We're the Internet, and they're the cable companies, says the latest advocacy group. Click one button to send a meaningless statement about net neutrality and make you feel better about yourself.
If Twitter starts rearranging your feed based on what it thinks is relevant, then will all those tools that examine your Twitter feed for things you find relevant, be right or wrong?
There comes a point where the sheer volume of "Lessons Learned" pieces in the wake of the Great Celebrity Cloud Hack points to a deeper problem than the ridiculousness of password-based security.
We're well past the time that technologists once predicted there would be a modem on everyone's key ring. And no, I don't mean Wi-Fi. A future Internet will incorporate things, but not the way it's been predicted.
Surely it's happened to you: You've gotten those fake phone calls from "Windows Company" saying your PC is infected, and please install this keylogger. And you may have reported them. But why haven't they stopped?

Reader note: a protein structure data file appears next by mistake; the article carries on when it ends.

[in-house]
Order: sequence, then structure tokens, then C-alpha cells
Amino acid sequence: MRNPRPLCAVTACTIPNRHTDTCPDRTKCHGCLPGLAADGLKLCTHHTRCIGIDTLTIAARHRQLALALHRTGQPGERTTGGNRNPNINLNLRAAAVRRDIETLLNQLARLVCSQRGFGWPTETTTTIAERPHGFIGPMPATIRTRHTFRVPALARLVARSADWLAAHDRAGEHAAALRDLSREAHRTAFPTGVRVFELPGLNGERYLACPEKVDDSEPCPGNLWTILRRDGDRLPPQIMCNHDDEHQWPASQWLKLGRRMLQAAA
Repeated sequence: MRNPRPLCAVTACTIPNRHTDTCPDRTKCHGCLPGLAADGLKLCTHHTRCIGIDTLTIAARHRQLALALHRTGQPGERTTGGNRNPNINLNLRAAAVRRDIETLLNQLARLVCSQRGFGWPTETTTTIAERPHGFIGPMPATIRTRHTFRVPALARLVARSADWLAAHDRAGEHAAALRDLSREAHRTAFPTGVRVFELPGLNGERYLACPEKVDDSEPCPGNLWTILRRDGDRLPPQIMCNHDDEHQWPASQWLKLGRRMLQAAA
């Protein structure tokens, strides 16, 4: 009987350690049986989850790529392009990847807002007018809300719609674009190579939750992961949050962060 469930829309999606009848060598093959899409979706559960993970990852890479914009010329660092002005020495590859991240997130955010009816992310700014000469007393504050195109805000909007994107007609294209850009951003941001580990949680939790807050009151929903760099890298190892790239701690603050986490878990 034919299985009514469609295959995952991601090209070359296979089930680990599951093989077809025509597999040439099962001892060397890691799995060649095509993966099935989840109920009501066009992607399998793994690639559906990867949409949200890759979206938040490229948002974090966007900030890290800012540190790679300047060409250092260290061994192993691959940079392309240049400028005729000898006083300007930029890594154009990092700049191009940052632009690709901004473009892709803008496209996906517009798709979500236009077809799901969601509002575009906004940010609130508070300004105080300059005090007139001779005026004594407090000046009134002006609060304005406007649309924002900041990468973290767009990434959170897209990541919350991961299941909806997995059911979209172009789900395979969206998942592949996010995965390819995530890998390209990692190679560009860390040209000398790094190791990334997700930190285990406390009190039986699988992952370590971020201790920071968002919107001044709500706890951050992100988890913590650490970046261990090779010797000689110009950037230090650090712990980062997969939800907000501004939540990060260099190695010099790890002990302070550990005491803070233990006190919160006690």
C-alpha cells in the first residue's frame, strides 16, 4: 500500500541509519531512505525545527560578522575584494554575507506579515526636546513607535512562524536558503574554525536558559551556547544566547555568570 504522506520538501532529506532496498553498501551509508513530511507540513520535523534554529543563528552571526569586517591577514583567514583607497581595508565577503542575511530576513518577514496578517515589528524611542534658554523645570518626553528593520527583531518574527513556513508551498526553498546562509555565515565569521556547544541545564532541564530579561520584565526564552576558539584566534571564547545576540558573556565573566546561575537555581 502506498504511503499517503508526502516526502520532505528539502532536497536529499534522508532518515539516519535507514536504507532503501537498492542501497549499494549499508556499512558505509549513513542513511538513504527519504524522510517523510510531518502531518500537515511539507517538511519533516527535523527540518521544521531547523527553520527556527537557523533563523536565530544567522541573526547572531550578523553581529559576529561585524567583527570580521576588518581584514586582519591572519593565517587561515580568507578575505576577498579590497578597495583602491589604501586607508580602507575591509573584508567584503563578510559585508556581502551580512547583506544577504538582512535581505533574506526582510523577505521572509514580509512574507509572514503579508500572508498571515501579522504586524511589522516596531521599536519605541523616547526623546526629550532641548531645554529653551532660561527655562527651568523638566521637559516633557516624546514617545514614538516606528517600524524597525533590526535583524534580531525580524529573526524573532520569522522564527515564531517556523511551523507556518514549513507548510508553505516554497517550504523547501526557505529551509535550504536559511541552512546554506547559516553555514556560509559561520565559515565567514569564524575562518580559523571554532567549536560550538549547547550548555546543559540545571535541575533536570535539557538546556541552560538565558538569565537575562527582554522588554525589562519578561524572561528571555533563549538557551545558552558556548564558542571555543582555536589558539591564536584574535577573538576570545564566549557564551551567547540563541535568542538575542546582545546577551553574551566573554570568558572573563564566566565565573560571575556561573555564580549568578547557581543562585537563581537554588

The echo chamber of the Web in the wake of Robin Williams' death has resounded with such an ugly noise that his daughter has shut it off.
Intel has already demonstrated its willingness to differentiate its Xeon CPUs for certain customers who want to build custom servers with it. How far will this customization extend into the telco space?
Could Intel's next Xeon provide acceleration functions to NFV? Even though Intel's pre-release responses are limited, what we know now still speaks volumes.
Every week, I get this question from someone at least once: What's the difference between the "Telecom" in FierceTelecom and the "Communications" in FierceEnterpriseCommunications?
The problem of securing identity in a network of both mobile devices and clouds is only growing more complex. A solution may require us to transcend what we think we know.